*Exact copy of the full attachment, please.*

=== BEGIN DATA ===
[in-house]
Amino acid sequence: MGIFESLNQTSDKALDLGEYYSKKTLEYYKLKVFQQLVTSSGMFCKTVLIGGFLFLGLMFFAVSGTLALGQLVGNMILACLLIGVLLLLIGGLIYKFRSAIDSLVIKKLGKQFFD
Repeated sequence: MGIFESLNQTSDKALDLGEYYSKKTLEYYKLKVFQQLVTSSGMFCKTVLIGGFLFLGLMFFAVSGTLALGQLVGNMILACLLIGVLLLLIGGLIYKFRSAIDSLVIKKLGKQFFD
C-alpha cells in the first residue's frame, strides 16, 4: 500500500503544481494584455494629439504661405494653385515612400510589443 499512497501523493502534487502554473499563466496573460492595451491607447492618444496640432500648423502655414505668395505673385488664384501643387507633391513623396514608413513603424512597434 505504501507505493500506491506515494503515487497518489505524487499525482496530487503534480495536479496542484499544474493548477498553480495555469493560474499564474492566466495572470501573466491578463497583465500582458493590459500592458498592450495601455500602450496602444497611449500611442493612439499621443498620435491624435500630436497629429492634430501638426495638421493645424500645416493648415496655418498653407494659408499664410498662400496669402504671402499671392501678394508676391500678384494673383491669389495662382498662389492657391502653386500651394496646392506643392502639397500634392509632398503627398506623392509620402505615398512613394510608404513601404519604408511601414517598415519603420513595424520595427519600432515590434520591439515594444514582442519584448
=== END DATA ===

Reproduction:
[in-house]
Amino acid sequence: MGIFESLNQTSDKALDLGEYYSKKTLEYYKLKVFQQLVTSSGMFCKTVLIGGFLFLGLMFFAVSGTLALGQLVGNMILACLLIGVLLLLIGGLIYKFRSAIDSLVIKKLGKQFFD
Repeated sequence: MGIFESLNQTSDKALDLGEYYSKKTLEYYKLKVFQQLVTSSGMFCKTVLIGGFLFLGLMFFAVSGTLALGQLVGNMILACLLIGVLLLLIGGLIYKFRSAIDSLVIKKLGKQFFD
C-alpha cells in the first residue's frame, strides 16, 4: 500500500503544481494584455494629439504661405494653385515612400510589443 499512497501523493502534487502554473499563466496573460492595451491607447492618444496640432500648423502655414505668395505673385488664384501643387507633391513623396514608413513603424512597434 505504501507505493500506491506515494503515487497518489505524487499525482496530487503534480495536479496542484499544474493548477498553480495555469493560474499564474492566466495572470501573466491578463497583465500582458493590459500592458498592450495601455500602450496602444497611449500611442493612439499621443498620435491624435500630436497629429492634430501638426495638421493645424500645416493648415496655418498653407494659408499664410498662400496669402504671402499671392501678394508676391500678384494673383491669389495662382498662389492657391502653386500651394496646392506643392502639397500634392509632398503627398506623392509620402505615398512613394510608404513601404519604408511601414517598415519603420513595424520595427519600432515590434520591439515594444514582442519584448